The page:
Electricity supply often drives how African citizens view their elected officials’ performance. Along with a handful of other issues, it also can influence the outcome of voting behavior. Therefore, it’s no surprise that African leaders have increasingly prioritized improvements in generation capacity and the reliability and affordability of service provision. The challenge often comes in the mismatch between citizens’ perceptions of performance and the timeframe required to influence them.
President Obama’s recent tripling of Power Africa’s targets may intensify this challenge due to raised expectations. At least amongst those Africans that saw the media stories coming out of the first-ever US-Africa Summit. And in case you missed it, the White House made an astonishingly bold commitment to help provide reliable power for 60 million African households and businesses. In practical terms, that means roughly 300 million people that currently have no access to modern energy services. That’s fully half of those people living without it today.
This has raised a lot of important questions. One that hasn’t been examined yet is whether the White House will be creating feedback loops to gauge citizens’ views about performance over time, and then factoring those views into policy decisions. Or, whether the initiative will remain solely fixated on the number of new megawatts brought online and simply extrapolating (translation = guessing) what that likely means in terms of improved household access.
With respect to African power, there are already some preexisting survey tools that may shed leading indicator light on how citizens feel about public policy performance. Take the case of Nigeria, where a professional polling company has been tracking people’s views on power supply every month since January 2013. While NOI Polls does not publish the raw data, they do present results according to gender, age, type of employment, and place of residence (by geo-political zone). The World Bank’s Enterprise Surveys collect even more extensive information from business owners, although only every few years.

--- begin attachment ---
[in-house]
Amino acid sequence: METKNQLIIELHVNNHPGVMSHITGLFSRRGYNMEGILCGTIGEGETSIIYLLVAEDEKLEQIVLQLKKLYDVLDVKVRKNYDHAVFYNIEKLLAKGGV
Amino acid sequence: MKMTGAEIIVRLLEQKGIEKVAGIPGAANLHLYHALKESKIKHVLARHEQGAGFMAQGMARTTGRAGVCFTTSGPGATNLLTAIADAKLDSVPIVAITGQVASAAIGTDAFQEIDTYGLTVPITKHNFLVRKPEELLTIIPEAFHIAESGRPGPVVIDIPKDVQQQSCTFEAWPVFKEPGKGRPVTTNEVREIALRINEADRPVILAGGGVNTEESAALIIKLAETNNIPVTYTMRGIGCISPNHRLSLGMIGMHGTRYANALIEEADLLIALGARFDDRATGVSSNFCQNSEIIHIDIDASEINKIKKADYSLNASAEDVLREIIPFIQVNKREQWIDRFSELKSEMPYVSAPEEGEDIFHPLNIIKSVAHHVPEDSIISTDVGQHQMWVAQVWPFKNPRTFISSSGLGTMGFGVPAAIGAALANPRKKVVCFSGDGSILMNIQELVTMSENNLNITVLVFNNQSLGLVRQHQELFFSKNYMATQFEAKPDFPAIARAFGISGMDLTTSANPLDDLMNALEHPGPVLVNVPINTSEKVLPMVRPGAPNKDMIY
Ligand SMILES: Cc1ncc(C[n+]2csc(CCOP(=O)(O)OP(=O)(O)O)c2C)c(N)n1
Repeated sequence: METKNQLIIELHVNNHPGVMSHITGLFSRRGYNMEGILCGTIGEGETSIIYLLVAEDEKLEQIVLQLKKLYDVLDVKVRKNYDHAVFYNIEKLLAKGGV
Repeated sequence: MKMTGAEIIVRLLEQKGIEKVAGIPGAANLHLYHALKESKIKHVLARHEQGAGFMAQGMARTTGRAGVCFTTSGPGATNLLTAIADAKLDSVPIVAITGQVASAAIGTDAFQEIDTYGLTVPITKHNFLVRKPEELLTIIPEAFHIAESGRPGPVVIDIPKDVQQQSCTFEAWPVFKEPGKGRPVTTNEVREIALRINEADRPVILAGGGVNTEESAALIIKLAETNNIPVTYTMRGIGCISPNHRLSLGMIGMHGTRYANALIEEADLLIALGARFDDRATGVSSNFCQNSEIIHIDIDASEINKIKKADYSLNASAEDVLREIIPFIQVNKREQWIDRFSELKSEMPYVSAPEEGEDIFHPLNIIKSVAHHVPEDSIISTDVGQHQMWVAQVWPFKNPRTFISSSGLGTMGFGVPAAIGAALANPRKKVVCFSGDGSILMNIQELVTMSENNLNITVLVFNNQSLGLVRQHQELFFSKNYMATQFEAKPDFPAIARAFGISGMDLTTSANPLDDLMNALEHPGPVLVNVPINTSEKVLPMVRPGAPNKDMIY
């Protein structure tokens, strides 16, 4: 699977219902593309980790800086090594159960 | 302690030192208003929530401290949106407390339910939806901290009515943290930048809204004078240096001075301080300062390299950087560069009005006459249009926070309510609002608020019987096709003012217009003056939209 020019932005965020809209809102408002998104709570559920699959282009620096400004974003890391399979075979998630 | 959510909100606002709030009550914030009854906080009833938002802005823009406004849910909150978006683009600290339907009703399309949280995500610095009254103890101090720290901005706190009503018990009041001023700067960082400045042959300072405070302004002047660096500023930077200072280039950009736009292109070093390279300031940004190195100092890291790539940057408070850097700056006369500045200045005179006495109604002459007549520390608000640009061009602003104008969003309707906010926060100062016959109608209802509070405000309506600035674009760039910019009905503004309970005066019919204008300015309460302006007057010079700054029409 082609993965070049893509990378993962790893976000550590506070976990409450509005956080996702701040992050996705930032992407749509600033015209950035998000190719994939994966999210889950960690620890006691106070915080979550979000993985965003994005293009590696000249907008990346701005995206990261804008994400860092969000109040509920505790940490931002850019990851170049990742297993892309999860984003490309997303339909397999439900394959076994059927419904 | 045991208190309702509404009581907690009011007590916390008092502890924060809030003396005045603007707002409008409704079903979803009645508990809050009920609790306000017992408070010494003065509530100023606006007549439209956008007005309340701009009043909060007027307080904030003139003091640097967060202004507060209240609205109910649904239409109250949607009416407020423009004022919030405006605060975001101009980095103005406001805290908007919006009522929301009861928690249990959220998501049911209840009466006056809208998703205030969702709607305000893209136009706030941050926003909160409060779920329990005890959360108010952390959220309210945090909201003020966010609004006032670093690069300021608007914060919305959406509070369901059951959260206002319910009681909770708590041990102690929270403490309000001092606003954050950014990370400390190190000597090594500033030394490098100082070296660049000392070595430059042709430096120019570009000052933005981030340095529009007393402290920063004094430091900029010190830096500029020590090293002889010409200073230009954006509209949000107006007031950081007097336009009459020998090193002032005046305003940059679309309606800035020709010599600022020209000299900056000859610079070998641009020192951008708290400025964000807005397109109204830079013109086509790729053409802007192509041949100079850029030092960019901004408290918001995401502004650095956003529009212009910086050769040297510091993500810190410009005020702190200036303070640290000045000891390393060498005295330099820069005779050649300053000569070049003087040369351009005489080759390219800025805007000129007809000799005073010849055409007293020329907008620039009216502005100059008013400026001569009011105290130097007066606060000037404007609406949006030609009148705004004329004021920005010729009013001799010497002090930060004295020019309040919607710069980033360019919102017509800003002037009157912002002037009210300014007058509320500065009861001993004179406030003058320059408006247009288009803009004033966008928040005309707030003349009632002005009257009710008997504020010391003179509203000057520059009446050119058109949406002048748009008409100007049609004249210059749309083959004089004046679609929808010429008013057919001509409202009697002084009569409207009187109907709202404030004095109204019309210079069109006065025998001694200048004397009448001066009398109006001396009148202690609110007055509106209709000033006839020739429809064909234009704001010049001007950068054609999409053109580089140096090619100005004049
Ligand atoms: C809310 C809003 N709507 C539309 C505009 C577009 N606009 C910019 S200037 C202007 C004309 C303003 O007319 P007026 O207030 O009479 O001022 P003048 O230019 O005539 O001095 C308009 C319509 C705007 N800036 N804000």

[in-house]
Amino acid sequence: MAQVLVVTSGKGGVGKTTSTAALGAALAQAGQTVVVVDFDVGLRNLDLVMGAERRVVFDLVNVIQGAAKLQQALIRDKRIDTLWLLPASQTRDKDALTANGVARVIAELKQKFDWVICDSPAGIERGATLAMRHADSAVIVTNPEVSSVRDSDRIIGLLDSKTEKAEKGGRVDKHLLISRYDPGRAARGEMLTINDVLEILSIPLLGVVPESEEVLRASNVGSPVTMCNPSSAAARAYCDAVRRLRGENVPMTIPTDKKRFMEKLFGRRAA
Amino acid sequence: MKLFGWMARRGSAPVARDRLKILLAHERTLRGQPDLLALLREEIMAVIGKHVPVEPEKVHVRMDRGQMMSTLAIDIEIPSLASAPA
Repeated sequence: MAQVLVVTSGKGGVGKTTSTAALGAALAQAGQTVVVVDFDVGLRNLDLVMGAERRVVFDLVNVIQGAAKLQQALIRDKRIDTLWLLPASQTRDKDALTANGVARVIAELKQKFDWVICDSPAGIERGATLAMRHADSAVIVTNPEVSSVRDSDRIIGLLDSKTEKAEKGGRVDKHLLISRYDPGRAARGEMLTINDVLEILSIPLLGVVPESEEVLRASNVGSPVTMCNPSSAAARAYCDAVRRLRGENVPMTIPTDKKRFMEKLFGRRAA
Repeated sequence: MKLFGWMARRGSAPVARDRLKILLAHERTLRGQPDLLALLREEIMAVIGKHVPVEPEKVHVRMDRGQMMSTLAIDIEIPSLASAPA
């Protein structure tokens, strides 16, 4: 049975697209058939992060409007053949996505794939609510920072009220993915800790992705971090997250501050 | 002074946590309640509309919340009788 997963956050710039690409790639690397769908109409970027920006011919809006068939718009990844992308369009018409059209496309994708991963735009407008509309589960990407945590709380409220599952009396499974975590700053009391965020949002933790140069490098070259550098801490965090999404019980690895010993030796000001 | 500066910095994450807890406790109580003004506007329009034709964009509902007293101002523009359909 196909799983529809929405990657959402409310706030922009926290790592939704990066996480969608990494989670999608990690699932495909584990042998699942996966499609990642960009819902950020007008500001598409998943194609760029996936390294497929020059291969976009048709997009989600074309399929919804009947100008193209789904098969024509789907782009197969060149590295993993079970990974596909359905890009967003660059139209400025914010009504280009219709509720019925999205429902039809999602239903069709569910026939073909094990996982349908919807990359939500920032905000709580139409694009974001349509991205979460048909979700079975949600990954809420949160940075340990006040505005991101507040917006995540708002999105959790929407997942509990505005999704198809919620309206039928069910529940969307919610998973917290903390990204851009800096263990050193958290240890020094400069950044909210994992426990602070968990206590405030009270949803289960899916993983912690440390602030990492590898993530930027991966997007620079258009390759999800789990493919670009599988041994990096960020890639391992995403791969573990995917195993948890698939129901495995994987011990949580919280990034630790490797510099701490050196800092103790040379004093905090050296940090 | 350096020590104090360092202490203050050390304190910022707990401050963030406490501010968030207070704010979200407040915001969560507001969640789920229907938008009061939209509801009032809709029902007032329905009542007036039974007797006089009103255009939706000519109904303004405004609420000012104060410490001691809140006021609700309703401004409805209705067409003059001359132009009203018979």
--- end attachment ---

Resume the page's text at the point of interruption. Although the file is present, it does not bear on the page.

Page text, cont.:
It’s still too early to draw definitive conclusions on performance patterns in Nigeria. However, the NOI’s monthly poll may allow for thoughtful analysis down the road. It would be interesting to tease out whether strategic investments at the sub-national level alter people’s perspectives about electricity service quality. For instance, the Egbin Thermal Power Plant outside of Lagos was recently sold to a Korean company. The plant provides much of the power to Nigeria’s South West zone. The new owner plans to first restore the plant to its original 1320 MW capacity, and then provide additional capacity of 1350 MW over the next few years (2670 MW in total). As this happens, the NOI survey respondents living in this geographic area can provide one indication of whether these investments are reaching ordinary households.
Other public surveys suggest that African governments face a serious uphill battle in terms of changing people’s perspectives about power performance. According to Afrobarometer surveys, an absolute majority of respondents in all but one Power Africa focus country believe that their government has performed badly (either very or fairly bad) at providing a reliable supply of electricity. This figure is over three-quarters of respondents in Liberia and Nigeria, and over two-thirds in Tanzania. While Afrobarometer surveys currently do not cover Ethiopia, they plan to do so soon.
Power Africa is right to collect data on new generation capacity coming online. Yet, it also will be important to collect information on how that new capacity, along with improvements in transmission efficiency, feed into demonstrable improvements for the households and businesses they seek to serve. The US government, partnering with African governments and other actors, should work now to establish feedback loops that connect strategic investments with people’s perceptions of actual performance. These feedback loops can rely upon preexisting tools or utilize other low-cost solutions, such as mobile phone surveys. Either way, this would not require massive monitoring and evaluation expenditures. It simply requires a recognition that citizens’ feedback matters for public policy.
Thank you to Robert Morello for his assistance with this blog.